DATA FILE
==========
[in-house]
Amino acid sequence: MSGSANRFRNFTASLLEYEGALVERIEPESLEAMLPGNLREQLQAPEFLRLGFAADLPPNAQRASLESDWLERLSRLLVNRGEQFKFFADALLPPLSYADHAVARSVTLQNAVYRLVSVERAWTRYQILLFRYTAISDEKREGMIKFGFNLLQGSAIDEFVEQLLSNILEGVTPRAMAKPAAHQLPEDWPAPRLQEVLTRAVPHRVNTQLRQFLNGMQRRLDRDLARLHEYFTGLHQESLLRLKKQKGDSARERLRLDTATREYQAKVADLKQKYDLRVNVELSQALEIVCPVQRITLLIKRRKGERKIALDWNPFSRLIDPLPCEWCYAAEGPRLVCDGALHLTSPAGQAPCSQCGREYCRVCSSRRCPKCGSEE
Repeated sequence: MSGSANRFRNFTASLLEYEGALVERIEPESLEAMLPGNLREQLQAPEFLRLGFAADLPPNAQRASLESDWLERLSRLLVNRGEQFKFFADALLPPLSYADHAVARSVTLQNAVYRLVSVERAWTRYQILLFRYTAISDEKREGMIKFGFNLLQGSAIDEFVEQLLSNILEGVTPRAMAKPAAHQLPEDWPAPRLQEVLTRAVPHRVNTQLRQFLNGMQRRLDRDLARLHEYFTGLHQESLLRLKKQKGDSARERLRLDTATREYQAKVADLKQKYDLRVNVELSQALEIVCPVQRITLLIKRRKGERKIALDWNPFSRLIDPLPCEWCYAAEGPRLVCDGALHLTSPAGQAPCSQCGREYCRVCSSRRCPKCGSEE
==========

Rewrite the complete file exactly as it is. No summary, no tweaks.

[in-house]
Amino acid sequence: MSGSANRFRNFTASLLEYEGALVERIEPESLEAMLPGNLREQLQAPEFLRLGFAADLPPNAQRASLESDWLERLSRLLVNRGEQFKFFADALLPPLSYADHAVARSVTLQNAVYRLVSVERAWTRYQILLFRYTAISDEKREGMIKFGFNLLQGSAIDEFVEQLLSNILEGVTPRAMAKPAAHQLPEDWPAPRLQEVLTRAVPHRVNTQLRQFLNGMQRRLDRDLARLHEYFTGLHQESLLRLKKQKGDSARERLRLDTATREYQAKVADLKQKYDLRVNVELSQALEIVCPVQRITLLIKRRKGERKIALDWNPFSRLIDPLPCEWCYAAEGPRLVCDGALHLTSPAGQAPCSQCGREYCRVCSSRRCPKCGSEE
Repeated sequence: MSGSANRFRNFTASLLEYEGALVERIEPESLEAMLPGNLREQLQAPEFLRLGFAADLPPNAQRASLESDWLERLSRLLVNRGEQFKFFADALLPPLSYADHAVARSVTLQNAVYRLVSVERAWTRYQILLFRYTAISDEKREGMIKFGFNLLQGSAIDEFVEQLLSNILEGVTPRAMAKPAAHQLPEDWPAPRLQEVLTRAVPHRVNTQLRQFLNGMQRRLDRDLARLHEYFTGLHQESLLRLKKQKGDSARERLRLDTATREYQAKVADLKQKYDLRVNVELSQALEIVCPVQRITLLIKRRKGERKIALDWNPFSRLIDPLPCEWCYAAEGPRLVCDGALHLTSPAGQAPCSQCGREYCRVCSSRRCPKCGSEE